- Posted August 14, 2012 by
Hamburg Townshipo, Wisconsin
This iReport is part of an assignment:
Heat and droughts strike U.S.
Wisconsin Organic Dairy Weathers U.S. Drought- Part 2
According to a Climate Overview from the National Oceanic and Atmospheric Administration, the average temperature of the contiguous U.S. during July 2012 was the warmest since 1895. The previous warmest July in the country dates back to 1936, when the U.S. was in the throes of the Great Depression, and the Dust Bowl. When photographing today’s farms and landscape in sepia-toned images, they seem stunningly similar to images of 75 years ago.
As part 2 of a previous iReport on a Wisconsin organic dairy farm, this iReporter provided some additional images as part of a week-long photojournalist project. Jim Servais, who was born in 1938 bought the Hamburg dairy farm back in the early 1970's. He posed for a series of photos, and helped provide some perspective on the Drought of 2012.
As Jim points out, “dairy farming is a lot of hard work.” For their organic dairy farm, his son Tim who knows runs the operation planted their corn later than most farmers in Wisconsin and the Midwest. Even though the soil was bone dry, occasional rain help the corn to sprout, even though it was spotty throughout the field.
In photographing Jim, his left hand showed the ravages of rheumatoid arthritis. On his right hand, he is missing his middle finger, thanks to an all-to-common farming accident. As Jim points out, “with all the farm implements around, it’s not too difficult to get an injury if you’re not careful.” He shrugged the injury off as something that goes with the job.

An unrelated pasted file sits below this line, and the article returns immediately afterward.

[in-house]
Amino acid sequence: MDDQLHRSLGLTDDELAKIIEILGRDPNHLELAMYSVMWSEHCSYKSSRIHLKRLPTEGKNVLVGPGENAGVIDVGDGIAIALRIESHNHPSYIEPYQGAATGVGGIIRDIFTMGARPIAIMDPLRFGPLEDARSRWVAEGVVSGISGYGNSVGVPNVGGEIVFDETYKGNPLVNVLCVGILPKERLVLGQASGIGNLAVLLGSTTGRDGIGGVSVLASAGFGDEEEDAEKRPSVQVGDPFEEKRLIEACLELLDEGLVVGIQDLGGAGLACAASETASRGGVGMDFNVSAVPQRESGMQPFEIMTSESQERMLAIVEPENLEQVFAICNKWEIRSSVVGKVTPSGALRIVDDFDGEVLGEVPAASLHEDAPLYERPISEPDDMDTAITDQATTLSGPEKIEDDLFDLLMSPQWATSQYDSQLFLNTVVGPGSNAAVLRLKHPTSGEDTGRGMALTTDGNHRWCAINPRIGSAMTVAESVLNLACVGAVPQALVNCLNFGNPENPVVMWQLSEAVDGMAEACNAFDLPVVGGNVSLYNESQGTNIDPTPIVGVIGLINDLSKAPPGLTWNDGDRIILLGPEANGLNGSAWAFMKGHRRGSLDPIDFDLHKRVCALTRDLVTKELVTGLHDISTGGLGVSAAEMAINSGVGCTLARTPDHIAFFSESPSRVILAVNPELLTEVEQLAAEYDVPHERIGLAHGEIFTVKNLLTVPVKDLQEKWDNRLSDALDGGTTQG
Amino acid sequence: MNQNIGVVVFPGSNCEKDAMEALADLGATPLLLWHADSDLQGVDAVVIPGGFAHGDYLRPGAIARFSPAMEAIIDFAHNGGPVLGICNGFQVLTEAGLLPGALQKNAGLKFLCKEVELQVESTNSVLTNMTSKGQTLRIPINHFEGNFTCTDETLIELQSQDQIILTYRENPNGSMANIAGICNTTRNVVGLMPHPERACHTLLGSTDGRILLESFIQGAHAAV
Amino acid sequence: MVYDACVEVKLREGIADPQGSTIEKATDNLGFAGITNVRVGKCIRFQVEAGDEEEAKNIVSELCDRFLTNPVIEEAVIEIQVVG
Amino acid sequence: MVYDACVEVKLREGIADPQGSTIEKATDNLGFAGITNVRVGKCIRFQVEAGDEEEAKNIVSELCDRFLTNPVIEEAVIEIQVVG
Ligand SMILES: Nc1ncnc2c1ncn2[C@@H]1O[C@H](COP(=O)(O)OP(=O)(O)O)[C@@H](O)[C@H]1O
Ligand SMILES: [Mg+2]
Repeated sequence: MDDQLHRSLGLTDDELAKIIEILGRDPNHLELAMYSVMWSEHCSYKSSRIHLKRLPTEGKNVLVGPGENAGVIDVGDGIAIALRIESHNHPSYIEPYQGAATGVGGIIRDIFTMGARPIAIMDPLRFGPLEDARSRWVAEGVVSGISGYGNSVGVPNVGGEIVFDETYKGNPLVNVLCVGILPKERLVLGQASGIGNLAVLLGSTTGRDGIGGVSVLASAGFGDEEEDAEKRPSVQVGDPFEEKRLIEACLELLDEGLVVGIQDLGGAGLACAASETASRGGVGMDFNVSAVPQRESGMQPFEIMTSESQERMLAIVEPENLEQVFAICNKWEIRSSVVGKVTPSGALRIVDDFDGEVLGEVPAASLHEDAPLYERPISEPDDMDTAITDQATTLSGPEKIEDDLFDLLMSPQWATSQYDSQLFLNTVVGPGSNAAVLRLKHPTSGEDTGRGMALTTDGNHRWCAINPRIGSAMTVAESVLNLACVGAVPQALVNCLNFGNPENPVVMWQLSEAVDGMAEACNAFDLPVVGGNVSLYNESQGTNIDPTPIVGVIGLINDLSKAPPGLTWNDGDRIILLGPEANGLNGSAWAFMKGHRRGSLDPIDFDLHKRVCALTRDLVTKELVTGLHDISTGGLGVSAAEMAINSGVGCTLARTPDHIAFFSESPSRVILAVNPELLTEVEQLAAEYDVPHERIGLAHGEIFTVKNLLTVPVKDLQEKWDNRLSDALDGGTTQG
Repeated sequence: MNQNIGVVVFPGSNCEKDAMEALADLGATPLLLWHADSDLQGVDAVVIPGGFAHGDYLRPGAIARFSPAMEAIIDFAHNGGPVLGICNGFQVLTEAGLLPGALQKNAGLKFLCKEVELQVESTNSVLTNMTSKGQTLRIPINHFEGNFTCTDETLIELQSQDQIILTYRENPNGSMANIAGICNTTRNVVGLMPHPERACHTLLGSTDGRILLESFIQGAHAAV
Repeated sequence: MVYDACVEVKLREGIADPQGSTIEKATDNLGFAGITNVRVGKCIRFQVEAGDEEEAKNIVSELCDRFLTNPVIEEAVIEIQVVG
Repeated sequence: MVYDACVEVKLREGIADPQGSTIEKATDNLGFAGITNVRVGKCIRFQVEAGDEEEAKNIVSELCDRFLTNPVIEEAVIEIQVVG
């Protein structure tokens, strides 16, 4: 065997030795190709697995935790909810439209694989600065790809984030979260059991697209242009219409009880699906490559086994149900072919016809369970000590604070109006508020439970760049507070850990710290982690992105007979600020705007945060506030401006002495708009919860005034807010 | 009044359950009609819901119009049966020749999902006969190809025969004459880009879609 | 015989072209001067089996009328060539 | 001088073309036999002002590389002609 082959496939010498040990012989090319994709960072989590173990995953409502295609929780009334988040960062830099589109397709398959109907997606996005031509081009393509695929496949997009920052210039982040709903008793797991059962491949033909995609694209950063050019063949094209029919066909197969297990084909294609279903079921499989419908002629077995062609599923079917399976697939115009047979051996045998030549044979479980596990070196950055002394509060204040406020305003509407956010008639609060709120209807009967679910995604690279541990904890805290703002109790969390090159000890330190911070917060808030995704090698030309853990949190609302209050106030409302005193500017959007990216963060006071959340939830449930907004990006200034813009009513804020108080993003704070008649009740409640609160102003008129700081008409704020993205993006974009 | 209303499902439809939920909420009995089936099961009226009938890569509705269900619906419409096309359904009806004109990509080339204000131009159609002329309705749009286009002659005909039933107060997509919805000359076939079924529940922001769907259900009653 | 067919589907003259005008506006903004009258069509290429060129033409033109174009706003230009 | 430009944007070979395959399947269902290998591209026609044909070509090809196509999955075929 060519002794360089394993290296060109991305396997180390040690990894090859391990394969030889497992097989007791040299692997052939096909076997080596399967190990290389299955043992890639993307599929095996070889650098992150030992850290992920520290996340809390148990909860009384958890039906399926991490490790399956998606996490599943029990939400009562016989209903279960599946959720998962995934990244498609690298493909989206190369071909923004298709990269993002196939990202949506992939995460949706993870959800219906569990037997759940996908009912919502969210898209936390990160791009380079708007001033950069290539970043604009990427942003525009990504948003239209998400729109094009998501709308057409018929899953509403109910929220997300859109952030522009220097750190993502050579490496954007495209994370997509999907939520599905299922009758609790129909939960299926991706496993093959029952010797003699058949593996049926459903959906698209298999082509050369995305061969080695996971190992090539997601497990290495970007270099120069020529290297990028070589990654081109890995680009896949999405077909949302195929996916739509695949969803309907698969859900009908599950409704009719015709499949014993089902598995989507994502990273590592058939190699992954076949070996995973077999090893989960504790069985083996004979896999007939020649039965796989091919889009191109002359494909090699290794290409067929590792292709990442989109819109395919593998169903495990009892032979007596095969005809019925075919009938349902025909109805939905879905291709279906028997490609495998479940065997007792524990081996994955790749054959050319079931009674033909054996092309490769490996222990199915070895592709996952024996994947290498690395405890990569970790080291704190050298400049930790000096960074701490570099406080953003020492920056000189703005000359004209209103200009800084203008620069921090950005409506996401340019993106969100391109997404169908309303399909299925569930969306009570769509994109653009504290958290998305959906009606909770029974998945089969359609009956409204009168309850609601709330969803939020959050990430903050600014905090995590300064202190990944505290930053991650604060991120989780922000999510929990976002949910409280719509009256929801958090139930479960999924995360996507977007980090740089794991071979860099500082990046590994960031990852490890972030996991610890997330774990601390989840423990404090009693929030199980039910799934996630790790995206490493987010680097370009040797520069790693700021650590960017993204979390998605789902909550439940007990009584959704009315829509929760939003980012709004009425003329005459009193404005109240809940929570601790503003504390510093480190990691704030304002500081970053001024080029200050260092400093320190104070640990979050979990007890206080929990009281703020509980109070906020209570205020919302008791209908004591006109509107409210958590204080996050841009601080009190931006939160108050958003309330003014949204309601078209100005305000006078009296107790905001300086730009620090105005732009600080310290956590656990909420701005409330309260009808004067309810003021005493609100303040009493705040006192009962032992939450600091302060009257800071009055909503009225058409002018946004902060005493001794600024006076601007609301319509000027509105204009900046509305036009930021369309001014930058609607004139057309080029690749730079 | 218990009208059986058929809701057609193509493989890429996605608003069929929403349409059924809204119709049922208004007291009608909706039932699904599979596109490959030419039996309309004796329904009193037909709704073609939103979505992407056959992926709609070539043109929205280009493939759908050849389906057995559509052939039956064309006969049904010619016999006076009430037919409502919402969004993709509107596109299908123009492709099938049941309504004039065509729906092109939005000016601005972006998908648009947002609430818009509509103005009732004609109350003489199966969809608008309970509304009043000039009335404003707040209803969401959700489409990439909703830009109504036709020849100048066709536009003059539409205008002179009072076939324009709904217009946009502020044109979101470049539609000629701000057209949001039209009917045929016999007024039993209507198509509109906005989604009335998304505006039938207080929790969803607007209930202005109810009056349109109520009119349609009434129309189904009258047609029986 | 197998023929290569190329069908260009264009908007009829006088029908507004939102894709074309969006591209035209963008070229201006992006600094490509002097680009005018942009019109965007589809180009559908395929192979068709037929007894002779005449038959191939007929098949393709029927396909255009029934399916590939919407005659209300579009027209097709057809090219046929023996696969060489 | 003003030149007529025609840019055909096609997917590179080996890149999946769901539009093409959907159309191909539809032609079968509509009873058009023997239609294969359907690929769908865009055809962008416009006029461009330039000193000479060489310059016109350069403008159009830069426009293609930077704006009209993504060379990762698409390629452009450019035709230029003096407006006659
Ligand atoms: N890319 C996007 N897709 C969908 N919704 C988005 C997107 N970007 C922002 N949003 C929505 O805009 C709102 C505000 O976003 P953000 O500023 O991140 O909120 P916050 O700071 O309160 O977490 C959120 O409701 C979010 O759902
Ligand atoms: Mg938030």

To keep the farming operation profitable, Tim hires much of the big equipment job out to other subcontractors. To help feed their cows, they cut their own alfalfa. Tim pointed out that on an organic farm, the cows weather the extreme warm temperatures because they don’t push them to produce milk.
The dairy farm also has a fair supply of chickens that typically take over the farm equipment when they are let out from the coop. The family uses the organic eggs as part of their daily diet. And of course, the farm has an ample supply of “dairy kittens” looking for milk and companionship.
As the clouds keep forming in the west, at least in this portion of Wisconsin, more rain is beginning to make it to the area. For this organic farm, the hope is that the corn will “cob” soon. And if the dairy farmers are lucky, they will not have to search out for additional feed as they head into the fall and winter. With the many risks the weather can bring a farm, this organic dairy appears to be weathering the drought better than many throughout the U.S.